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Soil and the Gobal Water Cycle

There is roughly six times more water stored in the global soil resource than is stored in the Earth's atmosphere?

In fact, annually, more than 29,000 trillion gallons of water fall from the atmosphere onto the surface of the Earth, much of it landing on soil. To put that in perspective, if you could build a swimming pool the size of Texas, the sidewalls would have to be more than 1,800 feet tall to contain all of the rain. A siginificant portion (approximately 63%) of the precipitation falling evaporates and returns to the atmosphere. Another thirty five percent of the precipitation is not absorbed by the surface of the soil and is actually what feeds the creeks, streams, rivers and lakes of the planet.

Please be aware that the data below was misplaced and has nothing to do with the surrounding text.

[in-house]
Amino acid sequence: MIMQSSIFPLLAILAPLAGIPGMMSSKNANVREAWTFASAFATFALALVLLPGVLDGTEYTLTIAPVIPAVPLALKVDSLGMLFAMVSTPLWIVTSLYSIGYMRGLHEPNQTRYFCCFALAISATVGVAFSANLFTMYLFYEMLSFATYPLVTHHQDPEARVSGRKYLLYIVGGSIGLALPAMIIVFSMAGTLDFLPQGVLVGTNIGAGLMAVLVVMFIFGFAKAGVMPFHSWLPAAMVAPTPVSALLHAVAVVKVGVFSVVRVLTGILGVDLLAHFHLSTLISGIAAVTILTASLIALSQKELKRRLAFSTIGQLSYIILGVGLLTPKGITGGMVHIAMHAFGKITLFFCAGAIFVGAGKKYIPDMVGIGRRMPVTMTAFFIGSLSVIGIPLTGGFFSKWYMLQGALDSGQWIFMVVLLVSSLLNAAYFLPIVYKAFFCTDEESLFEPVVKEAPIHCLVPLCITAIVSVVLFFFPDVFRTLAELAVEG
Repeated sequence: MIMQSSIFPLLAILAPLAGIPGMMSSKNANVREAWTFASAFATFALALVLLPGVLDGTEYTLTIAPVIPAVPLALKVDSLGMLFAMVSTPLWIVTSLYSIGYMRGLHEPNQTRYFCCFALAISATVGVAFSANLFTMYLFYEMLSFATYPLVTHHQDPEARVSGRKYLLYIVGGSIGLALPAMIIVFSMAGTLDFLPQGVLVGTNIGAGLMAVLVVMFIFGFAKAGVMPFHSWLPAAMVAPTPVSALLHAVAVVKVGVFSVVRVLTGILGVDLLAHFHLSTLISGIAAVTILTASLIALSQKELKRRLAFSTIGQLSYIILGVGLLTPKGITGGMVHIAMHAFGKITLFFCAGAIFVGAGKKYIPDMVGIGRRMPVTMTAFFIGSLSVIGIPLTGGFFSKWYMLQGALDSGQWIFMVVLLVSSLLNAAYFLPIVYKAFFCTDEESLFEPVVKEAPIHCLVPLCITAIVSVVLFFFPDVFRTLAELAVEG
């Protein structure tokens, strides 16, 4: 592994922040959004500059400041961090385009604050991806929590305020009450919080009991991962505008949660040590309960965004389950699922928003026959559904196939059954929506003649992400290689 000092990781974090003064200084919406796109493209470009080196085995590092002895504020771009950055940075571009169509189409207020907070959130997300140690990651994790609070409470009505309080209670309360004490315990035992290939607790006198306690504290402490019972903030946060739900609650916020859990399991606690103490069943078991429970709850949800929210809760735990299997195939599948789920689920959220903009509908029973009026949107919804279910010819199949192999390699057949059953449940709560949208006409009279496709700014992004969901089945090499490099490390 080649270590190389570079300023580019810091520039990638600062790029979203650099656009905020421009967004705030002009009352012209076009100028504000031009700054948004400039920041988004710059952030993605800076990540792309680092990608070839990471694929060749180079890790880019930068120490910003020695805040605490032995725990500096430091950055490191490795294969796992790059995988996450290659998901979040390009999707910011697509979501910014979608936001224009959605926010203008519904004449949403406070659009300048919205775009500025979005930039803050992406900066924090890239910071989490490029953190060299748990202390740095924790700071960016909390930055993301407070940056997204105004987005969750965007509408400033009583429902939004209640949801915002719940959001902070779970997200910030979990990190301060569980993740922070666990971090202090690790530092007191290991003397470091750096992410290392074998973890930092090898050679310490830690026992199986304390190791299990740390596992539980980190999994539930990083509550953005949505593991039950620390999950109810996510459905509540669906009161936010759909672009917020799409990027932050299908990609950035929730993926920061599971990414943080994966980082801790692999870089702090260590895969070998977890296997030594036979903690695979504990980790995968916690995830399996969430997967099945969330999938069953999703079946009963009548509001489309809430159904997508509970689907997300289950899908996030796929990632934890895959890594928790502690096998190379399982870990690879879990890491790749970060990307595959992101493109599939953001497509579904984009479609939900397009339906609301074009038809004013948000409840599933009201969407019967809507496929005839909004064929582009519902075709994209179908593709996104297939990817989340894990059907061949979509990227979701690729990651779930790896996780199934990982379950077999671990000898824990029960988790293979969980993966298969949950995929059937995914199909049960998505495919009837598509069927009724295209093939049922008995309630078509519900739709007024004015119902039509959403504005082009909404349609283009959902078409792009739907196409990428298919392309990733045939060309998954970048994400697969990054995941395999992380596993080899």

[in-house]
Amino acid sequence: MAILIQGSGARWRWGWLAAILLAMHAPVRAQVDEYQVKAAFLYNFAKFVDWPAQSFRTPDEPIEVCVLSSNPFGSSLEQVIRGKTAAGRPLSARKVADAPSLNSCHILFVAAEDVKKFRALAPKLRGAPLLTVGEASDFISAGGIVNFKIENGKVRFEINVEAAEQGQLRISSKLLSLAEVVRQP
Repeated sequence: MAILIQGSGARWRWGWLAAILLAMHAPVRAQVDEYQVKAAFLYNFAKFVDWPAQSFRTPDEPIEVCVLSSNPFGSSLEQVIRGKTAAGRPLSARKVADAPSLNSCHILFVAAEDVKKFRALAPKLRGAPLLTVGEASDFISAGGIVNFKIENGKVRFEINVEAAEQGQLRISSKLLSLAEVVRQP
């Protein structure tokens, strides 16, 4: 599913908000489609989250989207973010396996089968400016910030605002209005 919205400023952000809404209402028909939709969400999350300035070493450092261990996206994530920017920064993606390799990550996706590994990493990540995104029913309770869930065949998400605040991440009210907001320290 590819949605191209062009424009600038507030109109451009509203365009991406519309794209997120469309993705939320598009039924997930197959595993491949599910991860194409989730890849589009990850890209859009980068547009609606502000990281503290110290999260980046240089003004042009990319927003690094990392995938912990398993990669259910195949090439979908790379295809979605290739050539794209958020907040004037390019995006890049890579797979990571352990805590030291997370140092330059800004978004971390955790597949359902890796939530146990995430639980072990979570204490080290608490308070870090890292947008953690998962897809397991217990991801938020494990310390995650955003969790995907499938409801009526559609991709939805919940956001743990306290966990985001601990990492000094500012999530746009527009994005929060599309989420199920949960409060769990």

The remaining water is that reaches the Earth's surface seeps into the ground through the process known as infiltration. The rate at which water enters the soil is not constant...its affected by the slope, amount and type of vegetation, the soil or rock type and the amount of water already in the soil. Although less than two percent of precipitation eventually finds its way into the soil, the quantity of water is still quite substantial accounting for an annual cycle of roughly 396 trillion gallons. In rural areas, this influx of water is what recharges the groundwater used for drinking, manufacturing and crop production. As you can imagine, any conservation practice that improves the infiltration of rain or snow-melt can have significant impacts on the sustainability of human life as we know it.

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